Forum for Science, Industry and Business

Sponsored by:     3M 
Search our Site:

 

Social first graders more likely to become good readers

10.02.2006


Poor reading puts first graders at risk for later aggressive behavior



Does your first grader help other children? Does he comfort other children when they are upset? If so, say a silent thanks –your child’s prosocial skills may predict good reading skills by the third grade. That’s the finding from a study published in the January/February 2006 issue of the journal Child Development. The study, from researchers from Stanford University, also finds that children with low reading skills in first and third grade are more likely to have relatively high aggressive behavior in third and fifth grades.

The researchers chose to explore this question in light of the fact that the social and academic realms in school are inextricably connected. "Children’s social behavior can promote or undermine their learning," explains lead author Sarah Miles, a Ph.D. student at Stanford University, "and their academic performance may have implications for their social behavior."


Although previous studies have shown that social skills and academic achievement were linked, this study is the first to look at these relationships over time, examine both aggressive and prosocial behavior and focus on low-income children who are particularly at risk for difficulties in school.

Ms. Miles and her co-author, Deborah Stipek, Ph.D., collected data at the end of each school year between 1996 and 2002. To assess literacy achievement, they gave each child a variety of reading and comprehension tests based on their grade level. To assess social skills, teachers who had study children in their classrooms completed a questionnaire assessing each child’s aggressive and prosocial behaviors.

The difference in the patterns found between aggressive behavior and literacy achievement, and prosocial behavior and literacy achievement, suggest that these two behaviors do not represent opposite ends of a continuum, noted Ms. Miles, but rather have distinct implications for children’s development.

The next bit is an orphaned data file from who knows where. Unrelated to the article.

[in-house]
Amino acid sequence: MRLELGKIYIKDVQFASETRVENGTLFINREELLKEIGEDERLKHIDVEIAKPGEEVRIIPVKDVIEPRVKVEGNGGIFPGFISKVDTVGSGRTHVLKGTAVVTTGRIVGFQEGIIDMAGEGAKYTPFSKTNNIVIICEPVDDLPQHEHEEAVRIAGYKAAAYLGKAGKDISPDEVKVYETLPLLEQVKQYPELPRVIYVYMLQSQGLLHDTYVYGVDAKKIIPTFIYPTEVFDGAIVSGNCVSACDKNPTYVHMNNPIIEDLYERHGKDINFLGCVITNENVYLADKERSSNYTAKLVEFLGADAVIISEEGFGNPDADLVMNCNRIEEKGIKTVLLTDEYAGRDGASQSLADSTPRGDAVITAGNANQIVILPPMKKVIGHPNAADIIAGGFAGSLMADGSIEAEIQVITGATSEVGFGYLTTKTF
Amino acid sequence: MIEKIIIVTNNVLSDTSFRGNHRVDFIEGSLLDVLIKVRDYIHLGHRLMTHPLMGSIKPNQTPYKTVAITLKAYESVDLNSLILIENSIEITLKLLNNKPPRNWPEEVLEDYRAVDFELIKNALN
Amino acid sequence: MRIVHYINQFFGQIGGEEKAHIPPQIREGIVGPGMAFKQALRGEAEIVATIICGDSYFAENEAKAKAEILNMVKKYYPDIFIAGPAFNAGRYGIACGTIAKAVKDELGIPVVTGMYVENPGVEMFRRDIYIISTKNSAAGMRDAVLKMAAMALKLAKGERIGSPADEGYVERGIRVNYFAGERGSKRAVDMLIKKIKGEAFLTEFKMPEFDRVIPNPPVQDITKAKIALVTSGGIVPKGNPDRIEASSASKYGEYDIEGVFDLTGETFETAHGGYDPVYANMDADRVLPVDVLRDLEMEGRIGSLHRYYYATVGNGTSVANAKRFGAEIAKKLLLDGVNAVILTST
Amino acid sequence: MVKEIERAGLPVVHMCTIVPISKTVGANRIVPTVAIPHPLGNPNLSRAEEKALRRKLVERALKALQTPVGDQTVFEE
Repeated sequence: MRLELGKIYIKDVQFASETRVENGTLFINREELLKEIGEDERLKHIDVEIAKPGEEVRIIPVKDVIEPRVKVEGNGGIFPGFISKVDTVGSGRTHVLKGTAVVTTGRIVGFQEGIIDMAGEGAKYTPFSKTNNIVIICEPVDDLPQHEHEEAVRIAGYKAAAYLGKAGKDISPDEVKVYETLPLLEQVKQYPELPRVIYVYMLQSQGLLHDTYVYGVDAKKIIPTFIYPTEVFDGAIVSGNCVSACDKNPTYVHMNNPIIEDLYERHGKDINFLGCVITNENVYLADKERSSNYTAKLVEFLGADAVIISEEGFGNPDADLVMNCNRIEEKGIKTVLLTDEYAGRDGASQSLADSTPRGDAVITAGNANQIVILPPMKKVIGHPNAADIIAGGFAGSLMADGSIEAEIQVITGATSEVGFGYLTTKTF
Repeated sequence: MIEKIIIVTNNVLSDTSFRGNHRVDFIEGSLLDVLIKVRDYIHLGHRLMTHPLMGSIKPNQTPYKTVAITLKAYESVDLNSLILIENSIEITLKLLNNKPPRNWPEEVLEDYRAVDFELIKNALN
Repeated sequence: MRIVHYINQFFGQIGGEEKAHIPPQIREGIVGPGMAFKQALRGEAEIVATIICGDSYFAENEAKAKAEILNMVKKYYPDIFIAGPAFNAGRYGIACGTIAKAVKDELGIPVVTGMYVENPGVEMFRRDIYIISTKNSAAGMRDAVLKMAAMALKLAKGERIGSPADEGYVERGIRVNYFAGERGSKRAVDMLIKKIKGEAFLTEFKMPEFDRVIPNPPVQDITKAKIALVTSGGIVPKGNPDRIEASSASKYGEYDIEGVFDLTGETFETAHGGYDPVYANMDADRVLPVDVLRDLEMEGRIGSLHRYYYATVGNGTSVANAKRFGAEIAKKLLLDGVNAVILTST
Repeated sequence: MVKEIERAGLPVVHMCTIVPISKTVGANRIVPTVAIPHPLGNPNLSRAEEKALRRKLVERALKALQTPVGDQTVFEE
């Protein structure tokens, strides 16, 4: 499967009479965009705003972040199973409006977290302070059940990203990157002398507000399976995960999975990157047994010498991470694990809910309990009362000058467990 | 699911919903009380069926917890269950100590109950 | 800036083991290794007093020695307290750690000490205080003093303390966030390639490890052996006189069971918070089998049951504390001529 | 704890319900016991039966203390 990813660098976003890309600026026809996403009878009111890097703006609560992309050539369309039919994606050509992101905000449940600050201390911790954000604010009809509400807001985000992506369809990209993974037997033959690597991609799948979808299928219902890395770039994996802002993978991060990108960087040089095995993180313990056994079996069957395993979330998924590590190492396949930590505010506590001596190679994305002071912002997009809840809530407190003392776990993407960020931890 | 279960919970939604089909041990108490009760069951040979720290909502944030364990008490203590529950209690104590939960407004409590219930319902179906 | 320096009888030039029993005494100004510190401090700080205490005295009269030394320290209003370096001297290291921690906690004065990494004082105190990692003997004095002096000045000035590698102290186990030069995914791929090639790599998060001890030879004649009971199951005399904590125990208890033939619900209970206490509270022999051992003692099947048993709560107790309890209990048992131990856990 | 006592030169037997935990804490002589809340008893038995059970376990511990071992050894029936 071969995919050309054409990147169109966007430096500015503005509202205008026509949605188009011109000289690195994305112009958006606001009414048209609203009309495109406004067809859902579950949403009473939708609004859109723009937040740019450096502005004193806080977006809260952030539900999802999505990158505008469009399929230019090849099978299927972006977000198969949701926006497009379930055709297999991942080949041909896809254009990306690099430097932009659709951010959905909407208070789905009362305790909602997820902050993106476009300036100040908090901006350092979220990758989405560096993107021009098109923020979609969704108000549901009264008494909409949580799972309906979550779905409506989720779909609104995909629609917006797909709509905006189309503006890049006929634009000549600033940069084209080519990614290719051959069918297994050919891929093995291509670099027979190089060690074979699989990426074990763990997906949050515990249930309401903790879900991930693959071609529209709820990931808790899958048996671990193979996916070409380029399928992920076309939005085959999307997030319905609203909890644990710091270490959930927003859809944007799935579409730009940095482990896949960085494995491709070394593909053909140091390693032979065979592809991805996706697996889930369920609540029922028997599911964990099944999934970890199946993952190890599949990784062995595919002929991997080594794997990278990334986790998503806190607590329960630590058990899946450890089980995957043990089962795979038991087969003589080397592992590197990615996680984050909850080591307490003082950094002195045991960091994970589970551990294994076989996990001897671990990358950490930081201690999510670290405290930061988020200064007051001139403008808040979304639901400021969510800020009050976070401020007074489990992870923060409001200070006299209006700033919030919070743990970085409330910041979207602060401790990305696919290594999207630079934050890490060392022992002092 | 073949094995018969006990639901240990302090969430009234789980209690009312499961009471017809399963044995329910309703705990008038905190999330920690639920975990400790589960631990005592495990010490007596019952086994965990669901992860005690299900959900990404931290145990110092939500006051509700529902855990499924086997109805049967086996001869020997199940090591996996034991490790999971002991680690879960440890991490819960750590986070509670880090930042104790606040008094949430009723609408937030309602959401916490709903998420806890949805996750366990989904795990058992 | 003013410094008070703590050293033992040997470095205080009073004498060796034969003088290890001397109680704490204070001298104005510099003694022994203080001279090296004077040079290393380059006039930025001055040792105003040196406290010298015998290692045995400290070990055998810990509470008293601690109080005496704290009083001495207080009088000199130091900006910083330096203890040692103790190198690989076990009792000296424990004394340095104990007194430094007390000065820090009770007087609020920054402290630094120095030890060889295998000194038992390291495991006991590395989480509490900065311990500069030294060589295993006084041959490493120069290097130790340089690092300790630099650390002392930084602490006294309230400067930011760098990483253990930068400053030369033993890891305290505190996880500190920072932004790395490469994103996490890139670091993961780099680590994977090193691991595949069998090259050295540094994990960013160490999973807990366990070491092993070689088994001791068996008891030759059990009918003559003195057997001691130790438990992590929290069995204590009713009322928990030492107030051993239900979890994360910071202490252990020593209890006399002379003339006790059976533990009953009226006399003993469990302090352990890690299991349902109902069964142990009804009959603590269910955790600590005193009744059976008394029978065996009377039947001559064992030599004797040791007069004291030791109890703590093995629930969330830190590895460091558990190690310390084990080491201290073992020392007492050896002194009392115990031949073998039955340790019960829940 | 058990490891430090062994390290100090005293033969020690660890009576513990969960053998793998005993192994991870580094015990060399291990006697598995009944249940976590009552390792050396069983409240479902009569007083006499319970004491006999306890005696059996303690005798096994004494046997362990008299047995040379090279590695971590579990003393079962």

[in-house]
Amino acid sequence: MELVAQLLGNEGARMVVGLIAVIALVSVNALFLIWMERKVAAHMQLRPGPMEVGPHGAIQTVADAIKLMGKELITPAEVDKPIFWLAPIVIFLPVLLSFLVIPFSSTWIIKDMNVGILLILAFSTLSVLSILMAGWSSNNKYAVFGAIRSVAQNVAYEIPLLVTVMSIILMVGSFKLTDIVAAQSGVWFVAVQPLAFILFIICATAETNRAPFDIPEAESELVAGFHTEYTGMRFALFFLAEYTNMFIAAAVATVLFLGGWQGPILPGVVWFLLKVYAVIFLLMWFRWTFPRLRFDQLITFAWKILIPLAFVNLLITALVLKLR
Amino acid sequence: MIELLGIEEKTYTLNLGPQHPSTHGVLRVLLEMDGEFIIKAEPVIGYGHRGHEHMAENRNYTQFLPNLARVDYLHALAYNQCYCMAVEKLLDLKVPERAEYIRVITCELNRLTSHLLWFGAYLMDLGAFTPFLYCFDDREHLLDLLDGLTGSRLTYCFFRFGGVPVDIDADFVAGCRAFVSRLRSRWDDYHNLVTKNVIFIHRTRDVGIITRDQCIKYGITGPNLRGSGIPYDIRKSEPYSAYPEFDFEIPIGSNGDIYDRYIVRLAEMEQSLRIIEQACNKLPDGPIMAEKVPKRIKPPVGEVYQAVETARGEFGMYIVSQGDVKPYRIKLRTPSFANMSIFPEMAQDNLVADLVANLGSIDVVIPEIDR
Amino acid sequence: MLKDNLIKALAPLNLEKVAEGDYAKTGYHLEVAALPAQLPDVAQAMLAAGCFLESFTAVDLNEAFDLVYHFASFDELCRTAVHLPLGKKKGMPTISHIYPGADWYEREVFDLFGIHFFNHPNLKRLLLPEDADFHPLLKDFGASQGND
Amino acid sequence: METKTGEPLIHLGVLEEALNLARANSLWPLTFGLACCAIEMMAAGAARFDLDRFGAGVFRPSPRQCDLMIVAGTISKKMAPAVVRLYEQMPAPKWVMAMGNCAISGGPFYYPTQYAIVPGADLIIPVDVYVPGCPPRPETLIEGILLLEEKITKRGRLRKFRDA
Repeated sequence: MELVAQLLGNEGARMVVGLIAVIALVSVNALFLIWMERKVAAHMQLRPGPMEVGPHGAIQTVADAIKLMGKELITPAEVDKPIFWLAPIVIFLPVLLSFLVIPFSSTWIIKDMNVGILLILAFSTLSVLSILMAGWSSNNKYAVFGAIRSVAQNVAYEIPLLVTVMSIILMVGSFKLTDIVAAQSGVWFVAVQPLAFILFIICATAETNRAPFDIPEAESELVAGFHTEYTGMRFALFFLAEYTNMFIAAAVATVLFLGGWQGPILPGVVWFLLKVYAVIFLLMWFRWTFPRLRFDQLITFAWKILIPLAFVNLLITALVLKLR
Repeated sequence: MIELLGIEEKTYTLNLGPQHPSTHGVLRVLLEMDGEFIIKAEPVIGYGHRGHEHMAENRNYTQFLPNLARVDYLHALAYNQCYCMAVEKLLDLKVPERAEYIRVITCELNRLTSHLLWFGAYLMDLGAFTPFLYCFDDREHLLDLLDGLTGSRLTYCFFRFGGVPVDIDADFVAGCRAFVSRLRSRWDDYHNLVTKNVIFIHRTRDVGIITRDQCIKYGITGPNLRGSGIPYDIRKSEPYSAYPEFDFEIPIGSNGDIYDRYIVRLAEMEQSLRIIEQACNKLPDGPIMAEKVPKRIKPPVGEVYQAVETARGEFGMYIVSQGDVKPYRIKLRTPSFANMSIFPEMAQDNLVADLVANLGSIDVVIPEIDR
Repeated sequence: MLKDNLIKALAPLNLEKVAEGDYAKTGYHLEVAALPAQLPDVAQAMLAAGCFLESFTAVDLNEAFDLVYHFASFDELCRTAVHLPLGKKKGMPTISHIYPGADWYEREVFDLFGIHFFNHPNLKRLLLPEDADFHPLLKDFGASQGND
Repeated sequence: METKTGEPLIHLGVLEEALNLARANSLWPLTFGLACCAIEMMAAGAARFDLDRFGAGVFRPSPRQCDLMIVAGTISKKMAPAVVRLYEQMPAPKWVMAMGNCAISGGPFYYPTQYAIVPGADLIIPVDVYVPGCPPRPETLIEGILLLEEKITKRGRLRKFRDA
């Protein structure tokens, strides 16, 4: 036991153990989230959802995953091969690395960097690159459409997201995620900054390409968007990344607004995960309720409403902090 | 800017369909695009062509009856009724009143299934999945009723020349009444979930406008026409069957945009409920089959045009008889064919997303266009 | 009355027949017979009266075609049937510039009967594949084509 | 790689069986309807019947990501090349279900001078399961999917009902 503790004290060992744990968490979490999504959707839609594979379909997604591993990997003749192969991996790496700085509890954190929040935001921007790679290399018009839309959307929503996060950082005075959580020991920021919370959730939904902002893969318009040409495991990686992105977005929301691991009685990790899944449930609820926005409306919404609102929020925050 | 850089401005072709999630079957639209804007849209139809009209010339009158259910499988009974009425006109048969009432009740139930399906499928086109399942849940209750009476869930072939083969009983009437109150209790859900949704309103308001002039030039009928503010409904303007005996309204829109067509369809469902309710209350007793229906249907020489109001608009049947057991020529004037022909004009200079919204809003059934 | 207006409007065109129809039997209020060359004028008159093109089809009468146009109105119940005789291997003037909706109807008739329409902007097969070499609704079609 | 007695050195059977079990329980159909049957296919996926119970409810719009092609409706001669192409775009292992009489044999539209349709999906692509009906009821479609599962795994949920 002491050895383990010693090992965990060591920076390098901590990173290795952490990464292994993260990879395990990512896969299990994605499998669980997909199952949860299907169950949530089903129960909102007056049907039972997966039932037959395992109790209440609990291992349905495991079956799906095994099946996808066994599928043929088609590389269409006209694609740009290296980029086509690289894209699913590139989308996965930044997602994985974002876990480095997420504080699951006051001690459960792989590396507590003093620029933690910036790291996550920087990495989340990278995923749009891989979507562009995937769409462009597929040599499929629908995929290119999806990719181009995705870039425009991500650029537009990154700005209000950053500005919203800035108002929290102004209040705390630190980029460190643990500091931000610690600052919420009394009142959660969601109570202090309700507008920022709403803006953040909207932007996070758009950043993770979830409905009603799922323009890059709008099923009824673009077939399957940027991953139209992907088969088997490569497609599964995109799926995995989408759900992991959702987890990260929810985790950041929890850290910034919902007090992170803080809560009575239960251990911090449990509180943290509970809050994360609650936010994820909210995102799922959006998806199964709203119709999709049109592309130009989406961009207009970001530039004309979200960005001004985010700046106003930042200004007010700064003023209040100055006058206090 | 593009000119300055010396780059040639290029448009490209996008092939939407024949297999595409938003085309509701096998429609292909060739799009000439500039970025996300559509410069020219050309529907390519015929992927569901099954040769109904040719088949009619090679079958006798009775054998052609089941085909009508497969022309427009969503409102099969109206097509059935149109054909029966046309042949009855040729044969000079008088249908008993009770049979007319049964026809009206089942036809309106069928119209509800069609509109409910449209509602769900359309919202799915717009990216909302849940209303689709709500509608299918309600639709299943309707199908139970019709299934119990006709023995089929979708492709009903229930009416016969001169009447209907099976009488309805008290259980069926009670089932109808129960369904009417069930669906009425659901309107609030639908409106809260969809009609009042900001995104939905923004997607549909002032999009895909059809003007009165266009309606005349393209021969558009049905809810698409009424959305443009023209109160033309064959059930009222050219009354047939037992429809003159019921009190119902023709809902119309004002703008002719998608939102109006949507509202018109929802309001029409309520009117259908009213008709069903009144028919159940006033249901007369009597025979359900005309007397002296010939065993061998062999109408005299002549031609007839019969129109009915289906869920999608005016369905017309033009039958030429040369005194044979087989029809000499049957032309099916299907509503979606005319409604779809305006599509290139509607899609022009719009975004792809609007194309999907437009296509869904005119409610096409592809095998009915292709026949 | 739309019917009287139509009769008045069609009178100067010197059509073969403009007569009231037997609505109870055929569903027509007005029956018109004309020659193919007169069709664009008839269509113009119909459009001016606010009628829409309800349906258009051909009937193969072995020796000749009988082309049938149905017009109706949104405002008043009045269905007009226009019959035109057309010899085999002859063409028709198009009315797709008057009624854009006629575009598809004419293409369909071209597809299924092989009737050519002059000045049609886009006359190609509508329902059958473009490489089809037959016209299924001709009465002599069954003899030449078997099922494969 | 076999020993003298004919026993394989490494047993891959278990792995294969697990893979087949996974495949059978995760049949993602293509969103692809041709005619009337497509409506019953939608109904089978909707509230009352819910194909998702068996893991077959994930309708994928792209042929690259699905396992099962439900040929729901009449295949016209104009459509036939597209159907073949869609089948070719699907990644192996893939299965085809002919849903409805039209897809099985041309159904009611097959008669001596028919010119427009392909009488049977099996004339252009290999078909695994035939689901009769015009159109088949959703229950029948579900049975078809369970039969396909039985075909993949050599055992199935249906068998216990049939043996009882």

"The findings illustrate how problems in one domain at school may lead to problems in another," she said. Additionally, the findings on the connection between poor literacy achievement in first grade and the subsequent development of aggressive behavior support the importance of teaching reading well in the early grades of school.

"Early intervention for children who are slow to catch on to literacy, such as one-on-one tutoring, may help stem the development of negative behavior that makes it difficult for children who have initial academic difficulties get on to a more successful pathway," she noted. Overall, she noted, the study findings also clearly point to the importance of attending to the "whole" child.

"Children do not develop in particular domains independently of other domains," she said. "To the contrary, social development and academic development are inextricably connected. Efforts to improve development in one domain will be more successful if attention is given to development in the other."

Andrea Browning | EurekAlert!
Further information:
http://www.srcd.org

More articles from Studies and Analyses:

nachricht Real-time feedback helps save energy and water
08.02.2017 | Otto-Friedrich-Universität Bamberg

nachricht The Great Unknown: Risk-Taking Behavior in Adolescents